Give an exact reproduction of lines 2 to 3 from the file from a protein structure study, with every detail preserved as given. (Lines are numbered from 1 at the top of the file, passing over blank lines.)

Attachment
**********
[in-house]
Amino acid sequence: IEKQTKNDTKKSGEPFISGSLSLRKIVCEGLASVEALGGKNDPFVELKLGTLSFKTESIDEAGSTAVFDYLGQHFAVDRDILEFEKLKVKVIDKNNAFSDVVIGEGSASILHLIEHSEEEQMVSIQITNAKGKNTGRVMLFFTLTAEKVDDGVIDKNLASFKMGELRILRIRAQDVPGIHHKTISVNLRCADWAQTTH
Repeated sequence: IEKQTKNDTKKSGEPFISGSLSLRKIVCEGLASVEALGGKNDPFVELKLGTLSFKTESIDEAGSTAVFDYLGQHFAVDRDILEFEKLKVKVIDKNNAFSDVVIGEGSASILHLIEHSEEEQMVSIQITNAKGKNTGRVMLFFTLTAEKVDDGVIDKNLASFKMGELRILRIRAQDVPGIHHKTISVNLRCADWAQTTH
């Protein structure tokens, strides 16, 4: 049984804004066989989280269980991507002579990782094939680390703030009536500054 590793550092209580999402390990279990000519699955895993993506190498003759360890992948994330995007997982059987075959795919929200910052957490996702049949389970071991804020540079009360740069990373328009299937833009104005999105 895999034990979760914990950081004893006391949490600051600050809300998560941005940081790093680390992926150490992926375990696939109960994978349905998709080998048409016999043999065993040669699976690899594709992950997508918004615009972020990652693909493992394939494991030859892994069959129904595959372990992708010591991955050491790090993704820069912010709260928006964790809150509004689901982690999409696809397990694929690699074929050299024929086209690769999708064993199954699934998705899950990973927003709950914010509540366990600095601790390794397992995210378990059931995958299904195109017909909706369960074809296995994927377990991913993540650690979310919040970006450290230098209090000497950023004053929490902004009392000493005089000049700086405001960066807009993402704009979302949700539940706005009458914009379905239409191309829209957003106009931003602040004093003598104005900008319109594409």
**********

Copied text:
Amino acid sequence: IEKQTKNDTKKSGEPFISGSLSLRKIVCEGLASVEALGGKNDPFVELKLGTLSFKTESIDEAGSTAVFDYLGQHFAVDRDILEFEKLKVKVIDKNNAFSDVVIGEGSASILHLIEHSEEEQMVSIQITNAKGKNTGRVMLFFTLTAEKVDDGVIDKNLASFKMGELRILRIRAQDVPGIHHKTISVNLRCADWAQTTH
Repeated sequence: IEKQTKNDTKKSGEPFISGSLSLRKIVCEGLASVEALGGKNDPFVELKLGTLSFKTESIDEAGSTAVFDYLGQHFAVDRDILEFEKLKVKVIDKNNAFSDVVIGEGSASILHLIEHSEEEQMVSIQITNAKGKNTGRVMLFFTLTAEKVDDGVIDKNLASFKMGELRILRIRAQDVPGIHHKTISVNLRCADWAQTTH